Kimbra: In the moment it’s of course a big influence because I’m responding to the energy of the artist. In terms of the impact afterwards, I think you find that you reach people you wouldn’t have normally. The kinds of people who listen to Skrillex music might not be the kind of people that thought they would like what I do...and then they find that they do!

Of course the Gotye song opened my name and music to a huge audience [laughs]. I don’t think it necessarily changes your vision because to me that’s something that’s so internal and people can have an impact on that but I’m still very much the driving force of where I’m going and what I’m doing.

These collaborations often allow me to get new perspectives and reach a wider audience than I’d normally be able to.

Do you have anyone that you’re just dying to collaborate with?

Kimbra: Probably the New York Philharmonic Orchestra or something like that. Of course I want to work with Kendrick Lamar and all these amazing artists, but the collaborations that are most exciting to me now are the ones that are less expected and more left centered. I have a feeling that would draw something out of me that I was never expecting.

"Kimbra adopts a modern R&B vibe on the dynamic cut, crooning soulful melodies over electronic pulses and wild synth-bass flourishes."

– Rolling Stone

It definitely make sense that collaborating with, say a famous pianist, would bring out something that is completely different from collaborating with someone like Kendrick. 

Kimbra: Yes, exactly!

At DC Music Review, we write a monthly feature that highlights people we should have on our radar. Who has been on the rise in your eyes?

Kimbra: I think Mistki is pretty incredible. She’s a friend of mine and she’s also from New York.

She was just in DC actually!

Kimbra: Yeah! I just love her new album, I’ve been listening to it a lot.

On the pop side of things, Lennon Stella, who was on the show Nashville for awhile. I really dig her voice and she’s putting out some cool, interesting pop music that I think is worth looking out for.

Awesome—I definitely know of Mistki, but I’ll check out Lennon Stella and see if I should write up a feature on her! For touring in general, it’s seems like it’s super fun but also pretty taxing on your body and mind. How do you take the time to have self care for yourself?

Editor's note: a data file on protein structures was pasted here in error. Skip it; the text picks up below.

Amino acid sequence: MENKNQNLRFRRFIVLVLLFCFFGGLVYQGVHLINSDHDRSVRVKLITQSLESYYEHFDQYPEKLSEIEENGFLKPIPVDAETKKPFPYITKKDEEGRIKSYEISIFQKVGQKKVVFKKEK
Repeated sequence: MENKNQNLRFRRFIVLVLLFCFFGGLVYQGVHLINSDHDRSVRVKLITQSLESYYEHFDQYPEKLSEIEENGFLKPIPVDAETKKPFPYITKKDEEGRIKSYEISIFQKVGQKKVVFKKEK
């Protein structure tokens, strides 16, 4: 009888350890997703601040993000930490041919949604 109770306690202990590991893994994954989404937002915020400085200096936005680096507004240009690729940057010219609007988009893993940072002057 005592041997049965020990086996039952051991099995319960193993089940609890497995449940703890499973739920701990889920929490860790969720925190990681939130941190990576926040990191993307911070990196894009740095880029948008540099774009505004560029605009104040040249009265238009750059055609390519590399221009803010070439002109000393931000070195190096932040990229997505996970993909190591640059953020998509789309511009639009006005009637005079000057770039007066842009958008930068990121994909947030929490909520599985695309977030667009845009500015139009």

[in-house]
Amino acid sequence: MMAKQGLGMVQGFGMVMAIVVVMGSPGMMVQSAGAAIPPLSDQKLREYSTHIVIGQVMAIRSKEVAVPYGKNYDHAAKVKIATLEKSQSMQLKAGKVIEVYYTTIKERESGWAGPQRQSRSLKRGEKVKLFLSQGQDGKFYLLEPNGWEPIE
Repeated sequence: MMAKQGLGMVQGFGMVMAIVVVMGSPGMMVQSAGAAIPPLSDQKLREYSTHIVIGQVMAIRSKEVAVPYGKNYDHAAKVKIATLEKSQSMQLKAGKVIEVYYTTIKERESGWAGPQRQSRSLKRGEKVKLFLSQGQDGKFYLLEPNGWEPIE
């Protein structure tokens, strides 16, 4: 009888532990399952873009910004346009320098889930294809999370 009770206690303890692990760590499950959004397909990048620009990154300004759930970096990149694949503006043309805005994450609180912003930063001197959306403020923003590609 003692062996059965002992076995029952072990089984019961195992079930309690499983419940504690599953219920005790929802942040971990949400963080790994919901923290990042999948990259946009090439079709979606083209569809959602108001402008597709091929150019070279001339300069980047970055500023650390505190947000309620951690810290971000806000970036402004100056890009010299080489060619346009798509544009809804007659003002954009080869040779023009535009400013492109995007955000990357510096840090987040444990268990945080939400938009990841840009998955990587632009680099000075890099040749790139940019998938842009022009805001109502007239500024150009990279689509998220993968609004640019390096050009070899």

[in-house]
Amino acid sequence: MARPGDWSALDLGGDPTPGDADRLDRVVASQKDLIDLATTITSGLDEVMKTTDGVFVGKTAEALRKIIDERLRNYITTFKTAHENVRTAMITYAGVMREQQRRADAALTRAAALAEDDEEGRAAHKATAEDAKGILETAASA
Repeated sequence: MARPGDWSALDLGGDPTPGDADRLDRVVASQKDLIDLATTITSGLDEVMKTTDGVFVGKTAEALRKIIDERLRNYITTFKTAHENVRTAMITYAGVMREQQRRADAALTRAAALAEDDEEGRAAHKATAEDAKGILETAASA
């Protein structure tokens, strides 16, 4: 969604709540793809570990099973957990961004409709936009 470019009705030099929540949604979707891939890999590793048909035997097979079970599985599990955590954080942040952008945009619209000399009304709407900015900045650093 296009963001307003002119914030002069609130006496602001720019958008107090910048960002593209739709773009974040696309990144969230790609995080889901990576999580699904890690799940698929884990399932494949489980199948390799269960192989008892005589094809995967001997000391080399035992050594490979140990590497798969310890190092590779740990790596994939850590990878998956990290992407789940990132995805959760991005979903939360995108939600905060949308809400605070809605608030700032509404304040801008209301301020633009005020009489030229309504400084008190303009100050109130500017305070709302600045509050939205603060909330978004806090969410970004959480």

Photo Credit: Micaiah Carter

Photo Credit: Micaiah Carter

Kimbra: Well one thing I try to do is have some quiet time and meditate for 20 minutes just to center myself. I also engage in a prayer ritual that helps me feel connected to the spirit and those around me.

I need those moments because everything is going so fast and airports suck the life out of you [laughs].

Is there anything you do in between stops on tour to pass time and relax?

Kimbra: I try to get to a yoga class on a day off or go to get a little massage. These are the kind of things I give myself permission to indulge in when I’m on tour, because you’re right...it’s really exhausting on the body and you don’t have those creature comforts that help you to ground. You have to keep checking in and sometimes giving yourself a little bit of love here and there.

Do you have anything you’re looking forward to in DC that play into your self care?

Kimbra: Yeah! I really enjoy taking long walks around DC. I went for a big run there, around...the lake?

The Potomac?

Kimbra: Yes! I love that area. The architecture is also stunning and so interesting there; I think that’s a way that I restore is just walking and feeling part of a bigger story. DC is just such a prominent city in our world and it’s really restorative to just walk around and be a bit of a nobody and feel anonymous with all of the important people in the city.

This interview has been edited and condensed for clarity.

Performance Details

Performance Details

Performance

Details


Thursday, December 6, 2018

Doors: 7:00PM

Show: 8:00PM


Sixth & I

Website

600 I Street, NW

Washington, DC 20001

Directions


$25 - In Advance

$30 - Day of Performance


About the author

Ana Medvedeva

Fueled by iced coffee, Ana is a consultant by day, and avid concert goer by night. With a music taste as varied as her hair color (currently silver), she loves bringing a performance to life through the power of words. In her spare time, Ana loves to snowboard, hang out with her cat Mimosa, and nerd out about true crime.